Villa Maggona is about a 60-minute drive from the celebrated 17th century Dutch Fort town of Galle. Acclaimed as one of the best-preserved Dutch forts in Asia, (a UNESCO world heritage site since 1988) Galle’s appeal was recently enhanced by a much needed facelift: new restaurants, cafes and trendy shops plus a scenic expressway that has cut travel time by more than half have put Galle at the top of the list of “must visit” places.
The best way to discover Galle is to walk: a sunrise or sunset stroll on the massive ramparts with its 11 bastions is a must. Wander through the narrow streets and peak into the past -- some of the houses still bear their old names and facades. Giant old trees particularly on Church Street and around the Law Courts Square greatly enhance this experience.
Just 30 minutes from Villa Maggona is Lunuganga, the celebrated country home and gardens of Sri Lanka’s best known architect, Geoffrey Bawa. Set in a 12-acre, rolling wilderness that cleverly combines the feel of a grand Italian garden with Bawa’s “tamed rain-forest” attitude to landscape, it is full of serendipitous experiences that Bawa carefully crafted for his pleasure. Visitors can spend hours browsing the extensive gardens, enjoying its innumerable surprises and secrets.
Equally celebrated is Brief, the forerunner to Lunuganga created by Geoffrey’s older brother, Bevis Bawa. Brief is a delightful gardener’s garden -- lush, intimate and exuberant -- a series of small gardens, each with a separate feel but seamlessly blending into each other and interspersed with sculpture, large gargoyles and large terracotta and Chinese glazed pots.
Numerous varieties of turtles that live in the waters of the Indian Ocean come ashore on the west coast. of Sri Lanka to lay their eggs in laboriously excavated nests or pits that they close up and leave, secure in the knowledge that their new offspring are hot-wired to find their way home. Unfortunately not all make it. Predators may get them before they even set out. Several conservation projects are in place to help them survive. The hatchery at Induruwa is one such project and is worth a visit
Parts of this vast Buddhist temple complex dates to the 18th century and is worth a visit particularly on a full moon day: hundreds of devotees from the surrounding towns and villages, all dressed in white, gather here to meditate or offer flowers to the numerous images of the Buddha.
High on a rock in Beruwala, is the white Ketchimalai mosque in a picturesque setting of tall palm trees. There are many tales about the origin of the mosque: popular belief is that it marks the spot where the first Arab traders landed. Another is that during the 12th century a boat came ashore with members of the royal family of Hadramouth, Yemen which included Sultan Ashraff Waliullah, his five brothers and a sister.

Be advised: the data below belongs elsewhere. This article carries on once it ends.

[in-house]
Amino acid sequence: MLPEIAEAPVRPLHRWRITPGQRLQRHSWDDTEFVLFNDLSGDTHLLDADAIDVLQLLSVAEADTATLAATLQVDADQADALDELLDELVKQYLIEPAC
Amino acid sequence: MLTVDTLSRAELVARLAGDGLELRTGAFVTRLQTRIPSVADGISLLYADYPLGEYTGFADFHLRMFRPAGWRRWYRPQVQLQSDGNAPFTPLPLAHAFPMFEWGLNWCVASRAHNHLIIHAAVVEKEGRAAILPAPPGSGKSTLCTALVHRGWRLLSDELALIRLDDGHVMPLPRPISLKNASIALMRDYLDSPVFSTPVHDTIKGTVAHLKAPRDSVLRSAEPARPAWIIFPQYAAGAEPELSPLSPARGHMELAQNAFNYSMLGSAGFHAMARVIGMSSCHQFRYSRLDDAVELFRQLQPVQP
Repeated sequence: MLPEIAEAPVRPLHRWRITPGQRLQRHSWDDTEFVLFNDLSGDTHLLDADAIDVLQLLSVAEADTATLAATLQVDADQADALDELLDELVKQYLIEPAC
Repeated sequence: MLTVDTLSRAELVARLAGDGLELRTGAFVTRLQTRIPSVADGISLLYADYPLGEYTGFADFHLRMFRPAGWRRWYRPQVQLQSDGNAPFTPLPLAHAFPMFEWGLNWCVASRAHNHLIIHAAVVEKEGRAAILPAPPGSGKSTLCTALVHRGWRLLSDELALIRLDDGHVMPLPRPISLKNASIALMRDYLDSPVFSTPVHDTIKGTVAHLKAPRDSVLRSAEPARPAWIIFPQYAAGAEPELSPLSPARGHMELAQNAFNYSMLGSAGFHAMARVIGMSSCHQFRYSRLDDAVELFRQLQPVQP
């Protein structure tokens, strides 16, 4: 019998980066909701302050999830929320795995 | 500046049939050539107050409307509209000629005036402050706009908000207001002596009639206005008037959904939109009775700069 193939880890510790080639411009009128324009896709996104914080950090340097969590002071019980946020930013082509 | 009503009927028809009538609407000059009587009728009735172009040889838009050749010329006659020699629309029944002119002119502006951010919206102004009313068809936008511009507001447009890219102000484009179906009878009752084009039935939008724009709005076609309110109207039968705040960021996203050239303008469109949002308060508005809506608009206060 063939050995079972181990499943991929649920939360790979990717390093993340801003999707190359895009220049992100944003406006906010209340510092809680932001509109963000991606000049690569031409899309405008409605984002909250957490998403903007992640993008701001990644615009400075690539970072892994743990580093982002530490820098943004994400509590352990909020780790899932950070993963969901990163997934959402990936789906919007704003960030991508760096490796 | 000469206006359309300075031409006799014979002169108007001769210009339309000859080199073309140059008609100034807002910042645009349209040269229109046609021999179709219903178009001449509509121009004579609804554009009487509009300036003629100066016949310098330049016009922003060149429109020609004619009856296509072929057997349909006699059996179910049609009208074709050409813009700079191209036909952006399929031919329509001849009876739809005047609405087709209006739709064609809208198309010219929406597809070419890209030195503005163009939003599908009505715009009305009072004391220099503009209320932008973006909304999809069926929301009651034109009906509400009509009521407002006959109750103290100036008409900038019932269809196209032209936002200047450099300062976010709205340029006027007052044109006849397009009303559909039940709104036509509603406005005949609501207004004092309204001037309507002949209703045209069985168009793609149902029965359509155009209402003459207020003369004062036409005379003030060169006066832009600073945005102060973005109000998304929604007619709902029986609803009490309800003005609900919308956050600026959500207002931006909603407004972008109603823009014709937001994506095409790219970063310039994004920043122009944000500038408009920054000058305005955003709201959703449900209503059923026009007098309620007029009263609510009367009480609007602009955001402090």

About 80 minutes drive from Villa Maggona, just past Galle is Mirissa, the internationally-renowned spot in the Indian Ocean where it is possible to see blue whales in concentrations rarely seen elsewhere. The blue whales, including young whale calves gather here to feed between the months of November and April. During this period large boats leave Mirissa at 6.30 am. In addition to blue whales, there have been sightings of killer whales and numerous dolphins.
Bentota is renowned as the water sport capital of Sri Lanka with operators in the area actively promoting water sports: speed boat and jet ski riding, wind surfing, boogie boarding, water skiing and kite surfing are among the sports enjoyed here. Some offer deep sea diving and fishing. Leisurely boat trips along River Bentota are popular too.
Sri Lanka is the blue sapphire capital of the world and is home to more than 100 varieties of gemstones. The country’s most lively gemstone trading centre is in Beruwela in the area called the China Fort Street market, which is just off the Galle Road in Beruwela, a 10-minute drive from Villa Maggona. The Beruwela gem market operates daily from about 10.30 am to 3.30 pm and is closed on Fridays.